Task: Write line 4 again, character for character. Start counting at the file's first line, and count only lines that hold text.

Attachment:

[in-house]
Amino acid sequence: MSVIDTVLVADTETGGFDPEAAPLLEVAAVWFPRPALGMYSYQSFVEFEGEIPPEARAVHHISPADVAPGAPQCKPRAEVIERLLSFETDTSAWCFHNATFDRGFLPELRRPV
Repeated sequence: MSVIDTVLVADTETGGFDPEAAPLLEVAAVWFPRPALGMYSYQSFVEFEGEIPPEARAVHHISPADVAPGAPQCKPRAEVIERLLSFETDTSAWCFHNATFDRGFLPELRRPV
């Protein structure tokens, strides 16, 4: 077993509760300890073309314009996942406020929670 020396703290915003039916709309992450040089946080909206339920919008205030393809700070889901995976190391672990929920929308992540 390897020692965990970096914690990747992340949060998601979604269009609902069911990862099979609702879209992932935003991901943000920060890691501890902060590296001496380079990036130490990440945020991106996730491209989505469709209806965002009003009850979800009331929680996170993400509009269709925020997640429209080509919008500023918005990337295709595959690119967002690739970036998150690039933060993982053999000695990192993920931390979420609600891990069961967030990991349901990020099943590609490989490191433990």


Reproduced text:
């Protein structure tokens, strides 16, 4: 077993509760300890073309314009996942406020929670 020396703290915003039916709309992450040089946080909206339920919008205030393809700070889901995976190391672990929920929308992540 390897020692965990970096914690990747992340949060998601979604269009609902069911990862099979609702879209992932935003991901943000920060890691501890902060590296001496380079990036130490990440945020991106996730491209989505469709209806965002009003009850979800009331929680996170993400509009269709925020997640429209080509919008500023918005990337295709595959690119967002690739970036998150690039933060993982053999000695990192993920931390979420609600891990069961967030990991349901990020099943590609490989490191433990």